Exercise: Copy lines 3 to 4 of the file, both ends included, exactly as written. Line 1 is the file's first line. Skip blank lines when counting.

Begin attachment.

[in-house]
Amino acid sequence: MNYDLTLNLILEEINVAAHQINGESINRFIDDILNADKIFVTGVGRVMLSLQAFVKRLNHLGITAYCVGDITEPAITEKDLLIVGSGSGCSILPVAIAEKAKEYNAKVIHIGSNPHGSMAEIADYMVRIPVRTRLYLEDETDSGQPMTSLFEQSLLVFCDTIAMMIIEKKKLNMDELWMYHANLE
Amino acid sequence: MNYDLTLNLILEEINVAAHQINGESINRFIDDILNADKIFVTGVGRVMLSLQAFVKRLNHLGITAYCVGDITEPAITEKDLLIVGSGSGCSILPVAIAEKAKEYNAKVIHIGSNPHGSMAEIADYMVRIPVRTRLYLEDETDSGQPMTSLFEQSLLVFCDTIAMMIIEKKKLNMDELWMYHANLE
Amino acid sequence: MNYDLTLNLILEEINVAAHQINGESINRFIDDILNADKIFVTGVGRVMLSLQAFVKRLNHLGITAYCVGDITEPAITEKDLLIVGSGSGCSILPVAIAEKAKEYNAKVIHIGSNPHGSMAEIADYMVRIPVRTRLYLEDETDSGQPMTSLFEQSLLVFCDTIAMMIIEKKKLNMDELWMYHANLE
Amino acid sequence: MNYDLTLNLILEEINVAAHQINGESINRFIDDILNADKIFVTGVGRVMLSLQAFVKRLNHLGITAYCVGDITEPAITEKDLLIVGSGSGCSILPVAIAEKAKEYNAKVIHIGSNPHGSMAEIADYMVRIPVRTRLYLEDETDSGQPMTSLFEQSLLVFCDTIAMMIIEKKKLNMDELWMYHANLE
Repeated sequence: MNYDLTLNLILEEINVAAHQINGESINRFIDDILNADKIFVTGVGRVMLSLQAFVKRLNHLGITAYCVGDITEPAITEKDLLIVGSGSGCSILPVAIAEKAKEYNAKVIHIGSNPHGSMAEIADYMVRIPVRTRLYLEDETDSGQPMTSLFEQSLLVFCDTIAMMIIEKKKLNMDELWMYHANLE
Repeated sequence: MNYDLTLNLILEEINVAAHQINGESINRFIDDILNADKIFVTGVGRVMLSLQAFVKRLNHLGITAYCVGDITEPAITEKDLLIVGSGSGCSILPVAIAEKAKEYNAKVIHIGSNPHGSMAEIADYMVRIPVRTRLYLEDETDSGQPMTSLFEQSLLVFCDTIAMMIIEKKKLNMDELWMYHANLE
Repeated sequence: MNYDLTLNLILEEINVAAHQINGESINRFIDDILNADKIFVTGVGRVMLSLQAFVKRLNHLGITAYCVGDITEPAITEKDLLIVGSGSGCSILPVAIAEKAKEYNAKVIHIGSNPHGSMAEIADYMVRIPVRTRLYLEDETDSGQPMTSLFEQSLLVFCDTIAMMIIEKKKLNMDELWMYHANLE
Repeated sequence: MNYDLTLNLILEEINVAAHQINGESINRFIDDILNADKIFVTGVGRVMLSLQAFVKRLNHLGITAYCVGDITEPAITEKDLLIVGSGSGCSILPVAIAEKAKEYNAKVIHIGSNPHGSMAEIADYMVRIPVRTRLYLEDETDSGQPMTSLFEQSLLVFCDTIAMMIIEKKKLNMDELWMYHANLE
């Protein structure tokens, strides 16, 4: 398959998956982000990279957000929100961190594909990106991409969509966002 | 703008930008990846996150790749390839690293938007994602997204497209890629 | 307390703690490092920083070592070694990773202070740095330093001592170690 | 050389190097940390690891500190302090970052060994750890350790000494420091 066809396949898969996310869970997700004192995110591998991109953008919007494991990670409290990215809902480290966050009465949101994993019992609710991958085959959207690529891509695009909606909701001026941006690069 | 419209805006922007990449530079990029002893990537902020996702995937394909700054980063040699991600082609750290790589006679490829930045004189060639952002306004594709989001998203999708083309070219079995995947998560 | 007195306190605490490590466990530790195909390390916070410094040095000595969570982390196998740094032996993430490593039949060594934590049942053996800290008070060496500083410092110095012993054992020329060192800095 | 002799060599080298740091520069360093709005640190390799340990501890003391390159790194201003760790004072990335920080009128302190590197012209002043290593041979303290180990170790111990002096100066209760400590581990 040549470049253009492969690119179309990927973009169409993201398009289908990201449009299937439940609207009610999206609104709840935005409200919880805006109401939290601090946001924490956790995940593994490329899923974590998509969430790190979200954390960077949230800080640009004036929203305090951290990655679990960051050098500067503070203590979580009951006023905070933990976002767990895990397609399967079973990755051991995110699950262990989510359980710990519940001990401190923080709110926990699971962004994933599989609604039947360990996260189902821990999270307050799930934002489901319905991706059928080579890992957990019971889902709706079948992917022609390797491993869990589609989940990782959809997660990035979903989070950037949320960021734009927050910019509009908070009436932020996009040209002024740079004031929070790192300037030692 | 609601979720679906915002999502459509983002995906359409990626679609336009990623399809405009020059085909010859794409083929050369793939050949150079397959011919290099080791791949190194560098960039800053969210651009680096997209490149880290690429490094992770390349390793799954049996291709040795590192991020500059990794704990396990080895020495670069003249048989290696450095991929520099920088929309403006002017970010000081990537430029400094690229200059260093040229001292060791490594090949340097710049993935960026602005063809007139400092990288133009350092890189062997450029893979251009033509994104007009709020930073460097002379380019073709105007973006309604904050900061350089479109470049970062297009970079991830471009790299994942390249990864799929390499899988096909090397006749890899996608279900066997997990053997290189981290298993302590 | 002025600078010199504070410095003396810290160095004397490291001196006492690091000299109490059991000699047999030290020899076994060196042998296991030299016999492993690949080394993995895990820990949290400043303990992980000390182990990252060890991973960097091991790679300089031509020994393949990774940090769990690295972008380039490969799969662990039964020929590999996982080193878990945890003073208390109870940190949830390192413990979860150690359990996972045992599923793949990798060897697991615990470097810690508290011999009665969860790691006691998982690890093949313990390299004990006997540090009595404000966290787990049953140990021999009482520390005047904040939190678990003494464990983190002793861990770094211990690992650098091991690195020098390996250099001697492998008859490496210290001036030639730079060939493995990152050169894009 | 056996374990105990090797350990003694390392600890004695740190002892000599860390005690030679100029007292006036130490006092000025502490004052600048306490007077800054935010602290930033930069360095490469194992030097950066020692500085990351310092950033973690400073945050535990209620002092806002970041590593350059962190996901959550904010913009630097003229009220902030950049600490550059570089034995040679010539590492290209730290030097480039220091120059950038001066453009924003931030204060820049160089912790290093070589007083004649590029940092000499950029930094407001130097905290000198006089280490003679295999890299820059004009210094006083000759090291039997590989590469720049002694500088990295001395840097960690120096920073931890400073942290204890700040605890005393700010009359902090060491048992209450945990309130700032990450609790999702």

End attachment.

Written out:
Amino acid sequence: MNYDLTLNLILEEINVAAHQINGESINRFIDDILNADKIFVTGVGRVMLSLQAFVKRLNHLGITAYCVGDITEPAITEKDLLIVGSGSGCSILPVAIAEKAKEYNAKVIHIGSNPHGSMAEIADYMVRIPVRTRLYLEDETDSGQPMTSLFEQSLLVFCDTIAMMIIEKKKLNMDELWMYHANLE
Amino acid sequence: MNYDLTLNLILEEINVAAHQINGESINRFIDDILNADKIFVTGVGRVMLSLQAFVKRLNHLGITAYCVGDITEPAITEKDLLIVGSGSGCSILPVAIAEKAKEYNAKVIHIGSNPHGSMAEIADYMVRIPVRTRLYLEDETDSGQPMTSLFEQSLLVFCDTIAMMIIEKKKLNMDELWMYHANLE